Colnaghi Foundation Journal 04 - Page 41



38
The impact of Jan van Eyck’s lost Lomellini Triptych and his Genoese patrons
The impact of Jan van Eyck’s lost Lomellini Triptych and his Genoese patrons
39
While both men are equally plausible patrons, the
subsequent history of the triptych seems to make
Battista di Giorgio the more likely candidate. He
can be linked to both Alfonso the Magnanimous
and Bartolomeo Facio. Both men were high ranking
participants in the Genoese embassy to Naples in 1444
that negotiated a peace-treaty between the republic
and its traditional adversary, King Alfonso.
His uncle was Giorgio di Napoleone Lomellini who
also maintained close commercial interests in Bruges
where he was residing in 1409 (fig. 5). In that year,
Giorgio received “power of attorney” to conduct
business affairs in London and Bruges on behalf of the
heirs of a deceased merchant from Genoa.37 Battista
di Battista was married to Argenta Vivaldi, and
from 1428 onwards, he was involved in underwriting
naval insurances for shipments from Sluis and
Southampton to Malaga, Cadiz and Genoa.38 He died
in summer 1435, as is he mentioned as “deceased”
in two documents drawn up by the notaries Antonio
and Oberto Facio in Genoa in June and October
of the same year, one of which concerned financial
transactions in Bruges.39
Fig. 5 / Antonius Sanderus,
View of the old Place de
la Bourse in Bruges (Byrsa
Brugensis), ca. 1641,
engraving.
Battista di Battista’s insurance activities coincide
with those of Battista di Giorgio Lomellini who, after
having offered naval insurances as early as 1412, was
increasingly involved in providing insurance for ships
and their cargos on routes between Cadiz and Genoa,
and Sluis and Southampton from 1427 on.40 The
During the war between the House of Anjou and the
Crown of Aragon concerning the succession to the
throne of the Kingdom of Naples (1435-1442), the
republic had supported the Angevin claims of King
René by military and financial means.44 They sent
garrisons, crossbowmen, and ships, and were even
able to take Alfonso prisoner in 1435.45 After Alfonso’s
unexpected release by the Genoese overlord, the
Duke of Milan, the republic continued to support the
House of Anjou against Aragon by backing René’s
wife Isabella as regent of Naples, and by orchestrating
her husband’s triumphant entry into the city in 1438.46
Genoa continued to support René d’Anjou with troops
until Naples was finally conquered by Alfonso in June
1442 (fig. 6). Battista di Giorgio was actively involved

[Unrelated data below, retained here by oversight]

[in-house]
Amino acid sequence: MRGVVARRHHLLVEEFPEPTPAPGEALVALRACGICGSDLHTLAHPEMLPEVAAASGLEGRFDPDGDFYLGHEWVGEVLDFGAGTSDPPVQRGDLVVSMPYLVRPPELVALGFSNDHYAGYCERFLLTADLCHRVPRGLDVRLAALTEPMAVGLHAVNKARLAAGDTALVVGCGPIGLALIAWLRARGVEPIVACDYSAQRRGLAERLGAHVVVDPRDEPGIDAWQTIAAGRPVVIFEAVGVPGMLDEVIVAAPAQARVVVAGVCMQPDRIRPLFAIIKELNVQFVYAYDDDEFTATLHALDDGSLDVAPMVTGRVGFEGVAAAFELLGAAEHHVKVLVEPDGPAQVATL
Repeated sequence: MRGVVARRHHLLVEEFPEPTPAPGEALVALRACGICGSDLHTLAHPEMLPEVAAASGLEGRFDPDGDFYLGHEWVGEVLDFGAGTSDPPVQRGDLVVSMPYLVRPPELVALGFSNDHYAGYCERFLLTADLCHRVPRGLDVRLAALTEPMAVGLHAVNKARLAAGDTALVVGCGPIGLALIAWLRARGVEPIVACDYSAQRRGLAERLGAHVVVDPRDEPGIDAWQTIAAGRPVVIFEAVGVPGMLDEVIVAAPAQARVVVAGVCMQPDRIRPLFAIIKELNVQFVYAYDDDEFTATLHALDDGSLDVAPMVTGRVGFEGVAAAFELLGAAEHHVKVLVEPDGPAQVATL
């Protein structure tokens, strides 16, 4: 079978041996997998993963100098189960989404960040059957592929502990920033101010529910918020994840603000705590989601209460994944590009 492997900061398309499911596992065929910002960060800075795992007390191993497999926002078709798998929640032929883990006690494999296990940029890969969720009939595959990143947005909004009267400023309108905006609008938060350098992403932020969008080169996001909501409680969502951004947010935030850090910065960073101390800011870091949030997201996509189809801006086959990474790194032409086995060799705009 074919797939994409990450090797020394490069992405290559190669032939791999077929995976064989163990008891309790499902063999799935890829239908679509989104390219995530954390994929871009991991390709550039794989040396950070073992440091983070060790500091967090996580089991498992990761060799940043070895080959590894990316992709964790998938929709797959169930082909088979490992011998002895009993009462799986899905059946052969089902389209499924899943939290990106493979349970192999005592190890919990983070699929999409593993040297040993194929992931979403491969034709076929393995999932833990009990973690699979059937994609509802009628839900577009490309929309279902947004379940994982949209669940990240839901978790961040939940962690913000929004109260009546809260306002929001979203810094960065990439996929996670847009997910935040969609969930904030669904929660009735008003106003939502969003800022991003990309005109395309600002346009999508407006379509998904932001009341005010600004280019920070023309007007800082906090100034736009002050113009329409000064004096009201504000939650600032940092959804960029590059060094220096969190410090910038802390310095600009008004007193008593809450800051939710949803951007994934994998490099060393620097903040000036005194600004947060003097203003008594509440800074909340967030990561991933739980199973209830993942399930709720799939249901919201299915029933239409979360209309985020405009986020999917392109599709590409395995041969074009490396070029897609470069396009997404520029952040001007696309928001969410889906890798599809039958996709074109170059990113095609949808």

in securing protection for René d’Anjou during the
evacuation of Naples’s Castelnuovo, and organizing
his escape by sea.47
archival documents do not always clearly indicate
which of the two is acting as underwriter, even though
they were recorded by the same notary, making it
difficult to distinguish between both men.41 A visit or
stay in Bruges is not documented for either Battista,
but should not be dismissed. Battista di Battista would
have had the opportunities and means to commission
before his death in 1435 a triptych by Van Eyck, either
in person or via one of his business partners in Bruges
acting on his behalf. In this case, the triptych would
presumably have arrived in Genoa not long after 1435.
Battista di Giorgio, who died between 1462 and 1463,
also may have travelled to Bruges for business as did
his brother Gerolamo, who had the Signoria of Genoa
write a letter of recommendation to Philip the Good
of Burgundy before he went to Bruges in 1437 to
settle a commercial dispute.42 Battista di Giorgio or
his brother43 could have given the commission to Van
Eyck: although the circumstances do not provide a
clear terminus ante quem for the triptych, it must have
been finished before Jan van Eyck’s death in 1441.
Two years later, in April 1444, the same Battista di
Giorgio returned to Naples at the head of an official
embassy to King Alfonso. Together with Bartolomeo
Facio, who was acting as chancellor of the republic,
and the talented lawyer Battista Guano who later
became one of the leading diplomats of Genoa,
“Baptista Lomelinus, vir innocentissimus” tried to defend the
interests of the Ligurian merchant-clans against the
demands of the victorious King of Naples.48
Fig. 6 / Triumphal
entry of Alfonso V,
in Ferraiolo, Cronica
figurata napoletana,
ca. 1497, New York,
Pierpont Morgan
Library, ms. 801, fo 84.
It is tempting to connect this meeting between the
king and Van Eyck’s patron with the arrival of the
triptych in Naples. Roberto Weiss initially suggested
that Battista di Giorgio may have given Van Eyck’s
triptych to Alfonso during the official negotiations.
Alternatively, he could have been pressed into selling
the triptych or could have tried using the king’s interest
in acquiring paintings by Jan van Eyck to his own
advantage.49 In this case the triptych would have been
shipped from Genoa to Naples around 1444.50

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